Each year after Notting Hill Carnival there is debate in media columns and talkback radio about whether the Carnival has outgrown its current site. ‘The streets of gentrifying Notting Hill can no longer accommodate Europe’s largest street party’, is one argument. ‘The Caribbean community has moved on and so should the carnival’ is another. On reflection, there are two deep-seated fears being presented here: first, fear of the crowd, its sheer size and unpredictability; and second, the fear of the stranger and his/her ambiguity.
Notting Hill carnival crowd
The popular belief is that crowds are volatile and can equal trouble. Such impressions have ultimately led to crowd control tactics such as ‘kettling’. However, psychologists at St Andrews University, researching how people behave at demonstrations, large sporting or music events, have found that there is wisdom embedded in crowds which nearly always act in highly rational ways, and are more likely to cooperate than panic in an emergency. The findings pointed to an ‘identity shift’ which drives people in a crowd to act in the best interests of themselves and those around them. Decades earlier, Elias Canetti wrote of similar sensations when he described the individual’s transcendence when subsumed into a crowd, now free of the burden of distance from others.
Trying to make my way up Ladbroke Grove during Carnival it is hard to feel this transcendence. At first there is a sense only of discomfort; then a feeling of suffocation as my 5’ 2” frame is squeezed on all sides, pulled back, loses sight of my partner, and becomes surrounded by strangers.
According to Canetti: "there is nothing that man (sic) fears more than the touch of the unknown … It is only in a crowd that man can become free of this fear of being touched."
Not just any crowd though. A crowd in which we lose our fear of being touched by the unknown is a crowd that is already dense with familiarity. This is a closed crowd; a crowd that sets its boundaries and desires permanence at the expense of disorderly growth.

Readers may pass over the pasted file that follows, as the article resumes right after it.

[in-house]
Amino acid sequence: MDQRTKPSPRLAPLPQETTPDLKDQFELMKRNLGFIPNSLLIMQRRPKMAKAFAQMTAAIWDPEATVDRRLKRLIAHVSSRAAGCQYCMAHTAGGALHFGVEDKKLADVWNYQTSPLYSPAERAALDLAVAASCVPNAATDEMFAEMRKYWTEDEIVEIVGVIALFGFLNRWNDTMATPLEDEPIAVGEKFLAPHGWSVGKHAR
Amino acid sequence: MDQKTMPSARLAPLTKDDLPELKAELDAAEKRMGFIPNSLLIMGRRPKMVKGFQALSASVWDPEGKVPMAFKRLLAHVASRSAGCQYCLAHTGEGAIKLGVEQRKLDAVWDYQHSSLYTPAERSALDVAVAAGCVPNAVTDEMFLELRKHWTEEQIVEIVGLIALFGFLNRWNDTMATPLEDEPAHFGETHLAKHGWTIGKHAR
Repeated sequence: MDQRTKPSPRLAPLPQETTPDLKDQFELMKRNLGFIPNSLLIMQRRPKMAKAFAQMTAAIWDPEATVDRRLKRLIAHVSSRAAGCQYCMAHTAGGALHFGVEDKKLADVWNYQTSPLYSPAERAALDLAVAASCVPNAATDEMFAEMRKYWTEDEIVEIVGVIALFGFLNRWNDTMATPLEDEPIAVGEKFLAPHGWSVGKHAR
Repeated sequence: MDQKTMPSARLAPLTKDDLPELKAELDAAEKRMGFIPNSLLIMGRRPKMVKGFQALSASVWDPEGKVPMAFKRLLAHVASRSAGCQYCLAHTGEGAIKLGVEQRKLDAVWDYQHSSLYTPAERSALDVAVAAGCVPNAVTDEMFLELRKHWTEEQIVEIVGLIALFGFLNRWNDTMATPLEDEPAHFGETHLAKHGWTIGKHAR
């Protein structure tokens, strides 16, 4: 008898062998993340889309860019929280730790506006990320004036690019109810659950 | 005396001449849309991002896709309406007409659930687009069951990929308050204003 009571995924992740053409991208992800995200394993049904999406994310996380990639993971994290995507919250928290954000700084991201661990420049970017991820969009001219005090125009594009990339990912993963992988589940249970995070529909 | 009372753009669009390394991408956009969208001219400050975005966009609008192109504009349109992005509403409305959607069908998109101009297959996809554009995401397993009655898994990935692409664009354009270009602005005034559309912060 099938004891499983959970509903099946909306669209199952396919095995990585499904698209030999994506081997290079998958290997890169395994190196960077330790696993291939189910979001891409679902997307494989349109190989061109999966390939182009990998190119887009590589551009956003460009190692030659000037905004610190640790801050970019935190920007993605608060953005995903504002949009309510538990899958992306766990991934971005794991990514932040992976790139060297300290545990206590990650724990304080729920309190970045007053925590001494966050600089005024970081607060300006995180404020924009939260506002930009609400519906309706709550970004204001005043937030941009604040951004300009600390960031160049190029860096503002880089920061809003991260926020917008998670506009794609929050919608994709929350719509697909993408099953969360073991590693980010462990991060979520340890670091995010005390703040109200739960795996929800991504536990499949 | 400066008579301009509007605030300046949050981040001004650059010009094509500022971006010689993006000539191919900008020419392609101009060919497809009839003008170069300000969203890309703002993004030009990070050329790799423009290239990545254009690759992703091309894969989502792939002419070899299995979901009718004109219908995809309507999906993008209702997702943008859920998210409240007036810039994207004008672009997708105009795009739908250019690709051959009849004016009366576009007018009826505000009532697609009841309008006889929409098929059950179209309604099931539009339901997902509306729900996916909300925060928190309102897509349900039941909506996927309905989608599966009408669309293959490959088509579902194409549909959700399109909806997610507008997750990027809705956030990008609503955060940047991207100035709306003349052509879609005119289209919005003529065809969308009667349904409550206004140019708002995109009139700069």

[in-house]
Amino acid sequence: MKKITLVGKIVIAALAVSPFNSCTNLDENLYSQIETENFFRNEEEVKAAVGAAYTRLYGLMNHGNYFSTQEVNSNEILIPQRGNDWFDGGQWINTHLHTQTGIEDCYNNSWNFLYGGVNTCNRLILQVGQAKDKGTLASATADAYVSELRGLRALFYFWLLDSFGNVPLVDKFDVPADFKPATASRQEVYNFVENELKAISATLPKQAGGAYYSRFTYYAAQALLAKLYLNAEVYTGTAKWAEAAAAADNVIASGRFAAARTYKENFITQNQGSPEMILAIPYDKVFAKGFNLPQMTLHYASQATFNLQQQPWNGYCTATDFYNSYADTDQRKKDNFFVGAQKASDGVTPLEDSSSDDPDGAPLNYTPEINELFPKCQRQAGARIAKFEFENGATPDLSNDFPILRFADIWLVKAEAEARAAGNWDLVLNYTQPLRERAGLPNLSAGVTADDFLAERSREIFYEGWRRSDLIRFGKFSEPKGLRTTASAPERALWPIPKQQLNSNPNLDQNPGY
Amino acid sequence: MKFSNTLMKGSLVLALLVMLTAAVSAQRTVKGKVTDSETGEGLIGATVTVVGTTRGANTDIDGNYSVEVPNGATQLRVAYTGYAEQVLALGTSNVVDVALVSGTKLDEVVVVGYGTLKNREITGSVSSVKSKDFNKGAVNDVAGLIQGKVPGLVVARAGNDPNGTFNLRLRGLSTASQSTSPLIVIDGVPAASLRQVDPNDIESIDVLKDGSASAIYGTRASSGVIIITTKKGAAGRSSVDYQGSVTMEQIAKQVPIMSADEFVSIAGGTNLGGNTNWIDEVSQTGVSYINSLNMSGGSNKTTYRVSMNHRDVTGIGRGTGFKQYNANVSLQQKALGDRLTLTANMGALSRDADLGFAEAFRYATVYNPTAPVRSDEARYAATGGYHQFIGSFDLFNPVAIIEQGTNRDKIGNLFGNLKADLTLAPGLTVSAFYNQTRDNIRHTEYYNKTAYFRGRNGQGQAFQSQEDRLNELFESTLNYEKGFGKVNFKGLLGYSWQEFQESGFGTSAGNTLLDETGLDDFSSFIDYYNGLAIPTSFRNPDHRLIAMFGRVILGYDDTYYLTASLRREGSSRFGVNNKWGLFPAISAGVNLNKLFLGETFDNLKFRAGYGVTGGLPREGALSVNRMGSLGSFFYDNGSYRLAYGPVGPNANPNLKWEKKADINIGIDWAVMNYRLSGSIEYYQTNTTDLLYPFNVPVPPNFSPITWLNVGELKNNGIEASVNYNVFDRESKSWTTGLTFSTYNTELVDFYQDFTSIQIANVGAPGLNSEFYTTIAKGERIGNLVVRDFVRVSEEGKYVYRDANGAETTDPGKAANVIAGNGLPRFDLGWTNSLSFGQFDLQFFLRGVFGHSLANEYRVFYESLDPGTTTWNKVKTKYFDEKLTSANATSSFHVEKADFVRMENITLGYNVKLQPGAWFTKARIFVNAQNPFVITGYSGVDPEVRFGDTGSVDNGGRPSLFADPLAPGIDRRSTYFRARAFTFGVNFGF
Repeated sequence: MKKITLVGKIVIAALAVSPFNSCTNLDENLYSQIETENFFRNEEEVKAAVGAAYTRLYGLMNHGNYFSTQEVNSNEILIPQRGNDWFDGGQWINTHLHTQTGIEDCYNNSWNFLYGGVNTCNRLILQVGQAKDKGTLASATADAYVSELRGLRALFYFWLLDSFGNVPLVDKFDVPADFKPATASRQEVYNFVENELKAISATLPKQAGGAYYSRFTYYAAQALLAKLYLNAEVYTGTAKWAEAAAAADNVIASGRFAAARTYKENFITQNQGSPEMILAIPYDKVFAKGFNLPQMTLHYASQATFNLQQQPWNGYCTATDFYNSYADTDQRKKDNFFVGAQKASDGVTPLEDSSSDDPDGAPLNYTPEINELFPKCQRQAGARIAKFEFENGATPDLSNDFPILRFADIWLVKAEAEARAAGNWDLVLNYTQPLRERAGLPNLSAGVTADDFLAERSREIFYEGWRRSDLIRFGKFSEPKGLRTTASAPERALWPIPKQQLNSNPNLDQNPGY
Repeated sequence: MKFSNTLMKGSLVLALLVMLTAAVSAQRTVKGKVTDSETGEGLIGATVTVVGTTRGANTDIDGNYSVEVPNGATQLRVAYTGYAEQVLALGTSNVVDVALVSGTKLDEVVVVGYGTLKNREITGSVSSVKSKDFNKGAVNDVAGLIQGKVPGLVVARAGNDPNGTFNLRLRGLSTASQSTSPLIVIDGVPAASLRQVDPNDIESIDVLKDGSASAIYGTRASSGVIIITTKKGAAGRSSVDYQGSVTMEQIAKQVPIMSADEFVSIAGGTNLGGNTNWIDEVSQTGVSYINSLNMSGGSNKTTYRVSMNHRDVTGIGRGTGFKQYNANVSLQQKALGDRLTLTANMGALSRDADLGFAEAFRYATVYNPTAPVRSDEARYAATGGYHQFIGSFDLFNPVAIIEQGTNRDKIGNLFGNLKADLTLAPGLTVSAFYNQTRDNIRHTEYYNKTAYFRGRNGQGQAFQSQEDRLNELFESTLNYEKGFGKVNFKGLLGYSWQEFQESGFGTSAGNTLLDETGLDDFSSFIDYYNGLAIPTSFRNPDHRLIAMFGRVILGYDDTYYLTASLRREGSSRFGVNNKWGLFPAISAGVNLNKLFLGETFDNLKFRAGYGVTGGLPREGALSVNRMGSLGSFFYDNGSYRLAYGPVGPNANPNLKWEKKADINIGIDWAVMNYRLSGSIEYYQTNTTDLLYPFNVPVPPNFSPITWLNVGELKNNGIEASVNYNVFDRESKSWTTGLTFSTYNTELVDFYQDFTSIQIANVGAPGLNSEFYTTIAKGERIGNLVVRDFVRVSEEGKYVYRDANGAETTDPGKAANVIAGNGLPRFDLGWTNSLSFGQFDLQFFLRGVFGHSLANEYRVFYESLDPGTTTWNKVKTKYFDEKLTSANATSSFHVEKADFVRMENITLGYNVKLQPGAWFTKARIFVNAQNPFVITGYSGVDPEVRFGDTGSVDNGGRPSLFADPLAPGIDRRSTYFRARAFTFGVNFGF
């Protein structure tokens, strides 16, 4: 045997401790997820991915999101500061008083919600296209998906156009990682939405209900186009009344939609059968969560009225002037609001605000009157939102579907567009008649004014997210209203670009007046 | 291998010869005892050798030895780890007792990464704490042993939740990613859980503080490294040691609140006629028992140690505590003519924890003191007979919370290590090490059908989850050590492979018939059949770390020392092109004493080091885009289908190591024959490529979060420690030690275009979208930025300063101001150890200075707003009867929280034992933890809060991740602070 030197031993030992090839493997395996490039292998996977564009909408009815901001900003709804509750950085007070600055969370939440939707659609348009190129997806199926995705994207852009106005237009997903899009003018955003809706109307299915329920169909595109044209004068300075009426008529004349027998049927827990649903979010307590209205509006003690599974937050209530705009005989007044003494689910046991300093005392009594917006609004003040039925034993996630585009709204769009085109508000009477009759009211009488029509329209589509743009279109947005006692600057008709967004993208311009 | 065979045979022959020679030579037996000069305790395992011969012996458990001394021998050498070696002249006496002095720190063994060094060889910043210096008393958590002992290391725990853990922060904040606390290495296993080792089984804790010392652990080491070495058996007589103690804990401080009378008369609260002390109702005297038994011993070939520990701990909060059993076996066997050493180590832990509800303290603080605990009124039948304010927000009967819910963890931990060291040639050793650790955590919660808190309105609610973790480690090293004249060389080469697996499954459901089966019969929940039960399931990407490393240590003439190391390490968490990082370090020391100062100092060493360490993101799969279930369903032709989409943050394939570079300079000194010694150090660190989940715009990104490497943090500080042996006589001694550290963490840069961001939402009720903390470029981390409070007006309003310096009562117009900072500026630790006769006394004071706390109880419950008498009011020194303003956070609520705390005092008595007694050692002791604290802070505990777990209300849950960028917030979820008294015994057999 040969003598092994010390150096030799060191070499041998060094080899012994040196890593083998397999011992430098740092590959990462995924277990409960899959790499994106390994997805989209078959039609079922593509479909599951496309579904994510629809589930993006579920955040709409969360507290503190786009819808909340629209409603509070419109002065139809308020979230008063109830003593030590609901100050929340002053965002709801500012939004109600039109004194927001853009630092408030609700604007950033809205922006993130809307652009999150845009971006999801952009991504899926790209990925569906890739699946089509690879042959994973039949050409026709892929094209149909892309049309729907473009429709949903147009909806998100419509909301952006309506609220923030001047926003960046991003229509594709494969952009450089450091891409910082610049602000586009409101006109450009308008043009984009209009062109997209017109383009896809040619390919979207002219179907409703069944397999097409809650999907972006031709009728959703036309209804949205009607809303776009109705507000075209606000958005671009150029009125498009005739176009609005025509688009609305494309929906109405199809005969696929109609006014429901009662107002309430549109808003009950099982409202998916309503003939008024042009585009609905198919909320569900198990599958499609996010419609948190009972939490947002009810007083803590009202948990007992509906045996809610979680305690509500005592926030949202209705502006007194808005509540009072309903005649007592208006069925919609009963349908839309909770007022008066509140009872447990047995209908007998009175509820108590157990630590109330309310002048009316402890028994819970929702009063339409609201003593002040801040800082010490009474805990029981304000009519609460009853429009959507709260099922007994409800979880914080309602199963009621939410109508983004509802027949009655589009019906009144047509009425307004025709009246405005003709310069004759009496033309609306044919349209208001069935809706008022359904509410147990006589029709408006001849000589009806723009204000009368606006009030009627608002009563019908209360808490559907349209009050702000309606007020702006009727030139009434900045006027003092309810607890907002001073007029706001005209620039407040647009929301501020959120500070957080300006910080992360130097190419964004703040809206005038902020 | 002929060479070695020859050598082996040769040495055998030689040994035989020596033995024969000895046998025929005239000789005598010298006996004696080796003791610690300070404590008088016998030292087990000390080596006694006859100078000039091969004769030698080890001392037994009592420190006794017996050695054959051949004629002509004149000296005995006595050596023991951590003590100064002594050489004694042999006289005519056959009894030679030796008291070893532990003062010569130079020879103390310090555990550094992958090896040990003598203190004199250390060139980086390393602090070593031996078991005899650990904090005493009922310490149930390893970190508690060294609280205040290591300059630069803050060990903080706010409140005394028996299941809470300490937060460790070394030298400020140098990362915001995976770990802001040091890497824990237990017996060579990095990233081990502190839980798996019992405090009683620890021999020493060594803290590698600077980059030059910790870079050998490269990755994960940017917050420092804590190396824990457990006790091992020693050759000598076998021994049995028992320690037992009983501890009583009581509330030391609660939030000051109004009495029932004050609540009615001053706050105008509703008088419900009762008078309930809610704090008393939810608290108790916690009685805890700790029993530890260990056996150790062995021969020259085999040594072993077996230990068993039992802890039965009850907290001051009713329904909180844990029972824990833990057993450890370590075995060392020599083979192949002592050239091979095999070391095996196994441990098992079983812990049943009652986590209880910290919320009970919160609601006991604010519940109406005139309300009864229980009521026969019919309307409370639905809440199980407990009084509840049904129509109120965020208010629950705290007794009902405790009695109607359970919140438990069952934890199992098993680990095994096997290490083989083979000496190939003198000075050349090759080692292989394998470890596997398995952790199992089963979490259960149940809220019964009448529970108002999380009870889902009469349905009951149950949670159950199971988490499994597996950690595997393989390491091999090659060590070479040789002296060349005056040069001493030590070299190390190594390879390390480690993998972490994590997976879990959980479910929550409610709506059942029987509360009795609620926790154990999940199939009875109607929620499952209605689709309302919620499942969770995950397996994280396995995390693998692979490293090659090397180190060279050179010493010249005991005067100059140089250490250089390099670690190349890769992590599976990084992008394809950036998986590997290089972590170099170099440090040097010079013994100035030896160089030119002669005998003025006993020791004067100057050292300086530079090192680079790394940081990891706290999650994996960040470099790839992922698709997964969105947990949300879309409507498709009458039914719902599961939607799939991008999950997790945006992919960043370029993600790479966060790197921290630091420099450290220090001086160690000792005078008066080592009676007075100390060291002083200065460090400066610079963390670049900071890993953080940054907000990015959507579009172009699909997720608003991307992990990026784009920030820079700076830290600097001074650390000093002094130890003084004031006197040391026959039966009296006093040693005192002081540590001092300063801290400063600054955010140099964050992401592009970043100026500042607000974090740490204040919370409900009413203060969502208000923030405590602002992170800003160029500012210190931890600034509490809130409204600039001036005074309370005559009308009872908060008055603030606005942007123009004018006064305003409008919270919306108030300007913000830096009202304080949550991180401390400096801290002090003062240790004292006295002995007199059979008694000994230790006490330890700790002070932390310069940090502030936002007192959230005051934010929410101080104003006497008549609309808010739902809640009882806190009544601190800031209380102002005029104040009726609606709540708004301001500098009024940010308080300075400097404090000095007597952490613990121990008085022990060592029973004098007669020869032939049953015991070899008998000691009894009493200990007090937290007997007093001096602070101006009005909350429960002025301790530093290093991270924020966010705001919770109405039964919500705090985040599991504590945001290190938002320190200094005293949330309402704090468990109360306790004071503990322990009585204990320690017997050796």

The open crowd, a Notting Hill crowd, is another experience altogether. It is potentially limitless and exists so long as it grows, pulling people, barbeque smoke and sequins into its wake as it roils its way through the neighbourhood, disintegrating as quickly as it began when it reaches sunset.
Perhaps then the tensions that infiltrate Notting Hill Carnival are not generated in the diversity of people per se, but in the dynamics of closed and open crowds, order and spontaneity. Their meeting can be fraught as incursion into each other’s territory is unwittingly made. The closed crowd may not even appear on the streets. Its adherents appear silent, invisible in cultural frameworks dominated by established social hierarchies (for example, men, capital, Englishness).
Its boundaries are of course always contested (for example, by women, youth, or other cultural frames of reference) and sometimes breached by the open crowd. But the open crowd’s impermanent nature may not provide any lasting infrastructure on which to build equality and can block a thoroughfare as easily as any gated community.
On a daily basis then we must negotiate with either crowd, sometimes going with the flow, sometimes stepping to the side to avoid collision; watching, always watching. These negotiations are inflected by personal dispositions of, as Bauman puts it, mixophilia and mixophobia: the love of the city and all its crowds, and its inverse proposition, the fear of the city with all its strangers.
Adding to our repertoire of skills that as individuals we deploy to navigate the city, we find a means to move. Holding hands, forming a human chain, and like water, sliding between the cracks of space that mysteriously open up once some unseen pressure of presence is applied to the crowd, we make our way up Ladbroke Grove.
Notting Hill Carnival on iTunes U